Monday, June 29, 2009

Photographing Fireworks with your Digital Camera

July 4th fireworks in PhiladelphiaOn Saturday, we in the US celebrate the birth of our nation. If you've traveled to Philadelphia, America’s birthplace, immediately after the Independence Day Concert in front of the steps to the Philadelphia Museum of Art, more than 500,000 people who will have come out to watch Sheryl Crow headline the free concert, will enjoy one of the largest and most spectacular fireworks displays in the nation.

That’s my segue for my tips for photographing fireworks. Here’s what you need to do to capture them this July 4th.
  • Arrive early — Before the show, scout the location, determine from where the fireworks will be launched, and try to find an unobstructed view where you can compose your photos successfully. Consider topography, lenses, zoom capability, and how high the fireworks will go in the air.
  • Consider the location wisely — If you’ll be among lots of folks viewing the fireworks, you must choose a position which won’t have people wandering in front of the camera or accidentally kicking your equipment. Stay away from streetlamps and such, to avoid light flare, and look out for tree branches and other objects which might sneak into the photos.
  • Always use a tripod — Fireworks photography requires long exposures to capture the light trails and full bursts together in a photo. Long exposure times require camera support to ensure sharp exposures, regardless of what camera you’re using, so use a tripod appropriate for your equipment. Don’t have a tripod? If you must, place your camera on a makeshift solid platform, such as a fence post, a railing, or lean against wall.
  • Use a remote shutter release — If you can, use a remote shutter release to increase your camera’s stability. That way you won’t have to touch your camera, shaking it, to snap the photos.
  • Bring extra batteries — It’s always good to be prepared in case your battery(s) give out during the display.
  • July 4th fireworks in PhiladelphiaBring a flashlight — You’re going to be shooting in the dark. A small flashlight will enable you to see your camera’s controls and settings.
  • Bring extra memory cards — I try to take photos of almost every fireworks burst. So my excitement at the beginning of the show doesn’t fill all my memory cards before the grand finale, I have plenty of them with me.
  • Use manual focus — The fireworks, presumably several hundred yards/meters away, will be difficult to focus on due to the darkness, so if you can, use manual focus and set your lens for infinity. Digital Point and Shoot cameras generally don't have a manual focus mode. Set your Point and Shoot to landscape mode, if it has one, as a “work around.” It's essentially the same as setting a DSLR to infinity.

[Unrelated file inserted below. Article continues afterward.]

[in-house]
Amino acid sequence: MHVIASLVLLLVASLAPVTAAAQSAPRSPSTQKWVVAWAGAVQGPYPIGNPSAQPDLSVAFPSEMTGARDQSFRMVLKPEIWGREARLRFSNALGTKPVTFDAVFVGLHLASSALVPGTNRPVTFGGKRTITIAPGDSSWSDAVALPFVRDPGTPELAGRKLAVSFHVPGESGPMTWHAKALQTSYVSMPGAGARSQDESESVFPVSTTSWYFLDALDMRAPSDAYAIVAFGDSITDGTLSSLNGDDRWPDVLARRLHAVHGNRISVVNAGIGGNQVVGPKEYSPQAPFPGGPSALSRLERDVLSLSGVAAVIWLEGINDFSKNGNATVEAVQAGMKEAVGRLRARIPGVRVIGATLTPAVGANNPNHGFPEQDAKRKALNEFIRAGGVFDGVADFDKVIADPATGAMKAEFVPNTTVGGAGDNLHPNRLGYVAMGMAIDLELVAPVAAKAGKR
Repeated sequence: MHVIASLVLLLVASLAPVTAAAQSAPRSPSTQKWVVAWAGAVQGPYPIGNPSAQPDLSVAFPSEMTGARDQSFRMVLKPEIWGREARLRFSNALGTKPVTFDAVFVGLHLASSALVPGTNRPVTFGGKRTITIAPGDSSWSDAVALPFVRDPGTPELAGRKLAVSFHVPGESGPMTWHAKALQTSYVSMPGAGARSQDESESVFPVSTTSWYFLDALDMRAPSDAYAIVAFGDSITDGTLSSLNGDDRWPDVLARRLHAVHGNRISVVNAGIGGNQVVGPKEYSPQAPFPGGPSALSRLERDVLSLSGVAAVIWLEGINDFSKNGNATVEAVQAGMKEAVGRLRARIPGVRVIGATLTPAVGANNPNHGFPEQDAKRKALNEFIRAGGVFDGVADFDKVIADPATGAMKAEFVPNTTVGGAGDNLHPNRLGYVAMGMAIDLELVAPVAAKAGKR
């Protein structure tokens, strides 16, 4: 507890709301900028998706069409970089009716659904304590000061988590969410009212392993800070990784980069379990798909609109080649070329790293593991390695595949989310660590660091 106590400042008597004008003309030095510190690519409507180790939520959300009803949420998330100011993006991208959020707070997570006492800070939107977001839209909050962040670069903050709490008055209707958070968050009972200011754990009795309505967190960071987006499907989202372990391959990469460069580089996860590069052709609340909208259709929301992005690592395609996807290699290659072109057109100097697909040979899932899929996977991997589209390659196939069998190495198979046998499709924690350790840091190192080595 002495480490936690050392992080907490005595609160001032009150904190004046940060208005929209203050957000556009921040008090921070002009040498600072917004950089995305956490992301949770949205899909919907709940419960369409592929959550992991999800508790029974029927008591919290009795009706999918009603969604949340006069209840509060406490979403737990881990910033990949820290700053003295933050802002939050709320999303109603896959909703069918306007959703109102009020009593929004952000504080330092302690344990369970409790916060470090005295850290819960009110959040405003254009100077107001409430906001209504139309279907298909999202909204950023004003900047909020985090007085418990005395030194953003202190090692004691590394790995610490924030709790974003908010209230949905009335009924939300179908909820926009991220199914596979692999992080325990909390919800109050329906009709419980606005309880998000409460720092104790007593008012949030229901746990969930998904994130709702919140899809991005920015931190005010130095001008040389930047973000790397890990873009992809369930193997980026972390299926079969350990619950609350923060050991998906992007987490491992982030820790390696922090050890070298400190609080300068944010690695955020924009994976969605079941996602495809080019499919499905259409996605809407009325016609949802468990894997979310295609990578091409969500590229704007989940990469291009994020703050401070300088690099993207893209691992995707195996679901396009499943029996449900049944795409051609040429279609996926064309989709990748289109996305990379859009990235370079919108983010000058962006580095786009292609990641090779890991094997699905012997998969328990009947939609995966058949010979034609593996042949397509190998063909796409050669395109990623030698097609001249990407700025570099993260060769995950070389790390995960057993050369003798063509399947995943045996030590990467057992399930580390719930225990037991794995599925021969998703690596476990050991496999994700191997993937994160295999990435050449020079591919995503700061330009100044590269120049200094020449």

• Use the Highest Quality for your photo — I shoot fireworks exclusively in RAW format. If you take your photos in JPG, chose the best quality and the largest size (least compression). This is especially important for fireworks photographs because JPG compression artifacts are often created when the photograph has a high range of luminance and color contrast, like the bright colored light of fireworks bursting against a black sky.
  • Reduce noise in your photos — Long exposures and high ISO settings, can cause noise in your digital photographs. Noise (colored pixel artifacts) will mostly be visible in the very dark areas of your fireworks photos. Therefore choose low ISO for your camera (50–200).
  • It’s night, it’s dark, so you might think you need very long exposures — On the contrary, the fireworks are very bright lights, which cause many to overexpose their images. To control my exposures I use my DSLR in manual mode. I expose my photos from 1 to 4 seconds. Shorter exposures could miss the full burst and longer exposures produce washed-out images. I use my DSLR’s B (Bulb) shutter setting to control how long my shutter is open. It’s hard, but try to anticipate the beginning of the burst and open the shutter, then close it immediately after it reaches its peak. Anticipating the explosion is difficult, but not impossible. If your Point and Shoot camera doesn’t have a B setting, choose a fixed setting, such as 2 seconds. Since the shutter speed must be long enough to record the burst, control the exposure by choosing the correct aperture. Using one of the suggested apertures listed below, you can use your preview to test and then compensate the aperture accordingly.
  • The aperture you use will be based on the ISO setting — A good starting point would be ISO 100 – f/8 to f/16 or ISO 200 f/11 to f/22. Check your photos as you go along and adjust the aperture as necessary.
  • Frame your photo well — Generally a vertical format is better as the trail of a skyrocket is usually upward and not wide. For my final framing decision I will consider the crowd, my position, and how the fireworks will be deployed.
  • For my DSLR I use a normal to wide angle lens — My position relative to the fireworks bursts will determine the exact focal length I use. I frame my image so I have a good sized foreground and "head-room" above the topmost fireworks trails.
  • July 4th fireworks in PhiladelphiaGenerally you should turn off your flash —  For photographing the fireworks themselves your flash is useless, but it can be useful if you’re trying to light something in the foreground to give your photo context and extra interest.